Home WellnessAlcohol Parenting A Teenage Addict: The Hardest Challenge Of My Life

Parenting A Teenage Addict: The Hardest Challenge Of My Life

by Patrick Bailey
teen adiction

Ever since my child was little, I always strived to be the best parent I could be.  I wanted my child to have everything he could ever want.  When I was a teenager I was addicted to alcohol, so it was difficult for me to ever think about my child having an addiction.  Then, it happened.  One day he came home and something was different.  I could see it in his eyes.  He was on drugs.  How did I not find out sooner?  Why didn’t I recognize the signs?  After I thought back for a bit, I realized I just didn’t want to see it.  He had started hanging out with new friends during the summer after his junior year.  He was hanging out with them in the evenings and on weekends.  His grades had been falling during his senior year as well.  I should have known, but as a parent I just didn’t see it until he had already become addicted.

I went through his room that night and found his stash of marijuana and heroin.  When I confronted him that night, he was so angry with me.  He got defensive and slammed his door.  He even said that he never wanted to talk to me again and that he hated me.  I cried for hours.

My son was 18 at the time and he had his whole life in front of him.  What was I going to do?  I would do anything to save him from the addictive lifestyle that I had gone through.  However, as a recovering alcoholic myself, I knew he was the one who had to put the work in.  He would have to overcome the addiction, not me.  I could be there to support and help him, but I couldn’t do it for him. 

Getting through to him…

A few days later, I sat my son down and told him I just wanted to talk.  The first thing I did was tell him I understood.  I told him about my own addiction, the struggles I went through, and let him know that nobody was there for me.  I didn’t have family members who understood.  They all thought I was just having fun when drinking and didn’t really believe in addictions.  They also didn’t believe in getting help to quit drinking.  

I told him about everything I had gone through and how much I was grateful for my recovery.  During this talk, I told him how proud I was that he would be graduating this year and asked him to tell me about his hopes and dreams for the future.  He explained that he wanted to be an engineer and all about his hopes of going to college.  I told him how great that was and explained how an addiction could derail that.  I didn’t judge him or tell him what he was doing was wrong.  I just listened, gave him support, and told him I would be there for him if he was ready to go to rehab.  I explained to him what happens in rehab and how supportive they would be with helping him overcome the addiction.  I told him he didn’t have to answer me that night and he could think about it.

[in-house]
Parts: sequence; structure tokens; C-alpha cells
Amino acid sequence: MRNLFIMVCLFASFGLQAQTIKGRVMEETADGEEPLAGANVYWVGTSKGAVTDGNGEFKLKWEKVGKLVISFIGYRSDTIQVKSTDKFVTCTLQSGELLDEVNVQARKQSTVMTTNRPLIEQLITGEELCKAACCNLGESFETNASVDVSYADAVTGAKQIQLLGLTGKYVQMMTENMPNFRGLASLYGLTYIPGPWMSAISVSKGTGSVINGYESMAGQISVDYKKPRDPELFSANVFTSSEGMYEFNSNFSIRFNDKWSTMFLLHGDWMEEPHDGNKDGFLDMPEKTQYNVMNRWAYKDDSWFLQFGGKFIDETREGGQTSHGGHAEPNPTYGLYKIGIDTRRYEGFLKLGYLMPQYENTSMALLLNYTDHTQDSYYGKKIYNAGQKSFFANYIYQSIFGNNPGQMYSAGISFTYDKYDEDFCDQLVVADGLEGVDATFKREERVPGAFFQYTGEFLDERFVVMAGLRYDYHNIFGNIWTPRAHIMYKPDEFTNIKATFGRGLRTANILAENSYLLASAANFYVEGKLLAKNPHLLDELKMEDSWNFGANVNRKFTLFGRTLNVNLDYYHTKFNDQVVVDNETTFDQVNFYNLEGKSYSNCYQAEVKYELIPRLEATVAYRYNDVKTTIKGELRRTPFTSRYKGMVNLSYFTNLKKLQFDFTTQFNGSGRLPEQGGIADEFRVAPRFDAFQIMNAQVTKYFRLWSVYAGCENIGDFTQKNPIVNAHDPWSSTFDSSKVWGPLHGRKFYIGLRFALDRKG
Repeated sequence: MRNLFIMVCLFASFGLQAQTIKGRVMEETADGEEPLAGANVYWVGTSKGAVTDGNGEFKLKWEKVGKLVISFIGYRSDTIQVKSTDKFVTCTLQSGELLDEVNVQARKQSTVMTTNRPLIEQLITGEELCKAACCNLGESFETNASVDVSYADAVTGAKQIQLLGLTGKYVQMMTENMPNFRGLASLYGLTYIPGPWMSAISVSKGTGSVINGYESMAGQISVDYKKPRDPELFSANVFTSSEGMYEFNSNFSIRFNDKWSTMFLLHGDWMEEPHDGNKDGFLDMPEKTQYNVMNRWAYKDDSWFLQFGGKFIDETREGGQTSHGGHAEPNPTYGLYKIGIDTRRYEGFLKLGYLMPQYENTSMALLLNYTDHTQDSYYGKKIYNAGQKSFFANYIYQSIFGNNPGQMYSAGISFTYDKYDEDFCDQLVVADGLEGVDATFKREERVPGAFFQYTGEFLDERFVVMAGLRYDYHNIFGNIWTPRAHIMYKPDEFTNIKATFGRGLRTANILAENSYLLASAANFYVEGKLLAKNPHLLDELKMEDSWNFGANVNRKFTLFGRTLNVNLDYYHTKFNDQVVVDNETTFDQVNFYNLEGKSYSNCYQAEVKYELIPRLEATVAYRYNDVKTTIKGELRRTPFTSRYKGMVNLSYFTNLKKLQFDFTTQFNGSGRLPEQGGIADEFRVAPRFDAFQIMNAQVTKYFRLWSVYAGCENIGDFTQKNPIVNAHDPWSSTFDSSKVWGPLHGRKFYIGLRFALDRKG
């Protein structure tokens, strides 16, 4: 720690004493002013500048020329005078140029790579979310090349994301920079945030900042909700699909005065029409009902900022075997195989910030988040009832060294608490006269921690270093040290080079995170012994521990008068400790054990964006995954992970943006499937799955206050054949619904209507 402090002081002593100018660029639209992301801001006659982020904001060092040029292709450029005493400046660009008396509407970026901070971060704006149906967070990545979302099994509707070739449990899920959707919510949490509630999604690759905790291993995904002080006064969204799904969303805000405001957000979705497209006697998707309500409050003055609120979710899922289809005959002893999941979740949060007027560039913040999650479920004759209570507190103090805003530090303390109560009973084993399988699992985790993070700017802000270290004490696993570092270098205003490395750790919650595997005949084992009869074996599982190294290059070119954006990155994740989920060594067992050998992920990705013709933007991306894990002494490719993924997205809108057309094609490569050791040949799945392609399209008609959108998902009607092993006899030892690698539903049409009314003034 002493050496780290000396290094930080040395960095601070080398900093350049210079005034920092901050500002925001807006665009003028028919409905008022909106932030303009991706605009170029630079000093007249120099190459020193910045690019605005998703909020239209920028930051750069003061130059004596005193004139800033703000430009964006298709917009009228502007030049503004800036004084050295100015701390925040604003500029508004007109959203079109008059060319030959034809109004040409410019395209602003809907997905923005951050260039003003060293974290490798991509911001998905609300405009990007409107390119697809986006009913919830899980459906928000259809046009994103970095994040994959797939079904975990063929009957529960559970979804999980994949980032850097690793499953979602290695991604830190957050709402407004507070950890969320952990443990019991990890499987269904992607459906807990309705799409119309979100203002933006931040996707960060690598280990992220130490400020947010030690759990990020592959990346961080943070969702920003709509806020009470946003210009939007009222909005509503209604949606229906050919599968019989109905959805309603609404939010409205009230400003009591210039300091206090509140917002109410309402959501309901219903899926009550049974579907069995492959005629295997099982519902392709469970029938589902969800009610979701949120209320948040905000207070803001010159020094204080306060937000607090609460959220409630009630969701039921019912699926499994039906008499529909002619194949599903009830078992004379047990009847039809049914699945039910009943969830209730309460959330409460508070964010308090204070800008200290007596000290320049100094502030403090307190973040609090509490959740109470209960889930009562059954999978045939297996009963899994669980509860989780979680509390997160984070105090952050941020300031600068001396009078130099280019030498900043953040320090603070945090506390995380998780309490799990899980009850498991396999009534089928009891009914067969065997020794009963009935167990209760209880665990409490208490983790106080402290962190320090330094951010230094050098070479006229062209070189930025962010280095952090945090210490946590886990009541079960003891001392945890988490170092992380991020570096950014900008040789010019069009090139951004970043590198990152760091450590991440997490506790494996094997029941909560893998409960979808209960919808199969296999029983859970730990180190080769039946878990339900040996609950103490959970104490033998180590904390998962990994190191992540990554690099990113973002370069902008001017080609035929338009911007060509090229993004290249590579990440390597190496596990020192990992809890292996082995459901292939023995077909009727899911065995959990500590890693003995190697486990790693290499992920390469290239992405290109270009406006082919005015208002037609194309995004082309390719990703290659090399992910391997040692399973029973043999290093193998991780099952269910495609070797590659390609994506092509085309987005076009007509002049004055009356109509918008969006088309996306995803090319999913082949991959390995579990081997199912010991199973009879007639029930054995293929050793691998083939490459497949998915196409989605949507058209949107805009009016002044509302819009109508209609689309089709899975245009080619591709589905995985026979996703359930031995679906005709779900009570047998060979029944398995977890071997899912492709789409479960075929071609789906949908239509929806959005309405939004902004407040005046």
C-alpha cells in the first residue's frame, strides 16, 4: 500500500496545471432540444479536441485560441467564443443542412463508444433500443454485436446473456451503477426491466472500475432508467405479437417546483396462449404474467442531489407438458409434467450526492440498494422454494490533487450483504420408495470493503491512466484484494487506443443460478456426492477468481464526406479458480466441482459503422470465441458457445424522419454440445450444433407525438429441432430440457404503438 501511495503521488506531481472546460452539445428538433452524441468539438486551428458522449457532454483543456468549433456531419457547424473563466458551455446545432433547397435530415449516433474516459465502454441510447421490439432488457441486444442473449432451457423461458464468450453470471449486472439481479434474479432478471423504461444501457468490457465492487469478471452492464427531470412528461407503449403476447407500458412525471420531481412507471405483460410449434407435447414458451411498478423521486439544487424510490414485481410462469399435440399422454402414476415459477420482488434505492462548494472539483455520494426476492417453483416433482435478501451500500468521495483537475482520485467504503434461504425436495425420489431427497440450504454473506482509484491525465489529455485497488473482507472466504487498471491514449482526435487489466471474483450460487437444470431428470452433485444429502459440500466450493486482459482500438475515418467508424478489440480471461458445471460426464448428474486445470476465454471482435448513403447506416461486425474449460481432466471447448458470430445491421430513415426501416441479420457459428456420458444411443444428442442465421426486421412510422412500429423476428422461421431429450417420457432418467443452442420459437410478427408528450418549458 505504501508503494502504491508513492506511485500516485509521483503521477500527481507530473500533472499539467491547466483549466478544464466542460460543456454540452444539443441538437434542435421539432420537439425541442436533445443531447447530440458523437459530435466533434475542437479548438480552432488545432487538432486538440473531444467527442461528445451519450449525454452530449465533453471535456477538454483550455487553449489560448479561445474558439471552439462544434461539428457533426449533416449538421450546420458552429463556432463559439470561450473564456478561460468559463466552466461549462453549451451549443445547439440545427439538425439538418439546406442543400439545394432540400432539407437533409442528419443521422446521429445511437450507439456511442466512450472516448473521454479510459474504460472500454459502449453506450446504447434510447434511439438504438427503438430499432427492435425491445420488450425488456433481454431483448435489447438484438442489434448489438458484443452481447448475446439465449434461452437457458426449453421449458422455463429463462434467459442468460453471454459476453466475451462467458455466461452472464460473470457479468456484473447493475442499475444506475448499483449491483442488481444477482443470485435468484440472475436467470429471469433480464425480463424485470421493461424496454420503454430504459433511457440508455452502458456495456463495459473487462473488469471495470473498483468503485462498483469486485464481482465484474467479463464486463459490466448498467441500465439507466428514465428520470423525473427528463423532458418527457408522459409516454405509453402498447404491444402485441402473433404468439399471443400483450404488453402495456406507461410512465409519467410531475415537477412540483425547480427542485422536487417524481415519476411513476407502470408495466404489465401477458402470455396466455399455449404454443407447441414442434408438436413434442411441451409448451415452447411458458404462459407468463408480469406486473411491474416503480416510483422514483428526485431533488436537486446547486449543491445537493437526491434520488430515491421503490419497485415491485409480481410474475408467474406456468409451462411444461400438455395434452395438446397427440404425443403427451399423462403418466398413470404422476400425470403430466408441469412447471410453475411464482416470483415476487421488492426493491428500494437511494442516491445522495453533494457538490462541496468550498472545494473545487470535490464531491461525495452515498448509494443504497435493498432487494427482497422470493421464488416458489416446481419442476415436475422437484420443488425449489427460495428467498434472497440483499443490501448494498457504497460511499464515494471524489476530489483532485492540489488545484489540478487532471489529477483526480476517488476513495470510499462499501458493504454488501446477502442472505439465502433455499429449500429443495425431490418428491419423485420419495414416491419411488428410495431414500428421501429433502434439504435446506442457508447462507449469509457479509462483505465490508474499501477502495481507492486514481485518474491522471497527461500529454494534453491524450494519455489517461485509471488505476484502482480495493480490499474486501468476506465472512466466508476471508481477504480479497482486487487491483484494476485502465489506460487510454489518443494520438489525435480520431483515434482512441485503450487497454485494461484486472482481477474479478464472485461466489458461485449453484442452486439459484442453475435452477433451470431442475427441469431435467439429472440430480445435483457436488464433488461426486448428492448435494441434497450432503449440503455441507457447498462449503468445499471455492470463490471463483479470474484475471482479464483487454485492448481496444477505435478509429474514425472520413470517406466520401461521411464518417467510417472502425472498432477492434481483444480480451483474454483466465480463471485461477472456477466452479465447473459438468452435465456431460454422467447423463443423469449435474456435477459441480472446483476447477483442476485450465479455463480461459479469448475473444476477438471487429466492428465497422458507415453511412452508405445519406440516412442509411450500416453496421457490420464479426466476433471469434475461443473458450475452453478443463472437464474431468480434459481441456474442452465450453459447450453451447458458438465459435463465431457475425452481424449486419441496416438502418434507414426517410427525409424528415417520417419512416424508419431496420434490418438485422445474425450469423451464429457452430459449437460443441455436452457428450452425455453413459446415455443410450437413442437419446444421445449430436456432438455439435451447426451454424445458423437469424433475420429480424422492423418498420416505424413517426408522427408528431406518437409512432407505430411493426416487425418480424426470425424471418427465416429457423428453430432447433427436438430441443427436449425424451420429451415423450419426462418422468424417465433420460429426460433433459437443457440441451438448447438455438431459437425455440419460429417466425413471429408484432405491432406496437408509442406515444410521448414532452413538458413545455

Five days later, he came to me after school and told me he was ready to go to rehab.  I knew he would need inpatient rehab and I talked to his school.  They said as long as he was willing to take summer school to make up the class time and work he would miss, he could still graduate that year.  I was amazed by their support and understanding during this tough time.  The next day my son was enrolled into an inpatient rehab center.  The program would last for 60 days. 

Rehab and full support…

In the rehab center my son attended, they had family night every Sunday, and I was there every time.  He went through detox first which lasted 7 days.  I wanted my son to know I was supporting him through all of this.  He had to know there were people on his side and that I loved him no matter what.  The first few weeks were tough and really difficult to see him in the rehab center.  However, I knew I had to hold it together.  I won’t lie.  I cried when I got home, every single time.  After a bit, it got easier.  I could tell he was doing better and wanting to improve his life.  He would tell me about what he learned in therapy and the group sessions.  The final two weeks, I wanted to make sure I had everything ready for him when he came home.  I made sure to clean the house and create a schedule, where we would check in with one another. 

Coming home and working the program…

The rehab center my son attended sent him home with an aftercare plan.  It included attending individual therapy once a week and group therapy once a week.  They wanted him to attend NA meetings three times a week as well.  We talked about all of this before he left the rehab center.  When he got home, we went over the schedule and he gave input on things he wanted to change.  We agreed on times we would check-in with each other.  He knew that I was there if he needed to talk, but I wasn’t going to hound him about his recovery.  He had to hold himself accountable and I think that helped him knowing that he had to do it.  The first year was the most difficult because I had a very difficult time trusting that he wasn’t using.  Any time he was away from me or if he didn’t answer his cell phone on the first ring, I was concerned.  I had to let him be and let him work his program.  He never relapsed.  He attended all of his therapy sessions and NA meetings.  He even attended the summer program and graduated that year. 

Now, he is two years clean, and I couldn’t be more proud.  He is my son and I love him with all my heart.  He knows his recovery is a lifelong process and he is still working his program.  We still check in with each other, as we did since he came home from rehab.

Written By Charles Watson of Sunshine Behavioral Health

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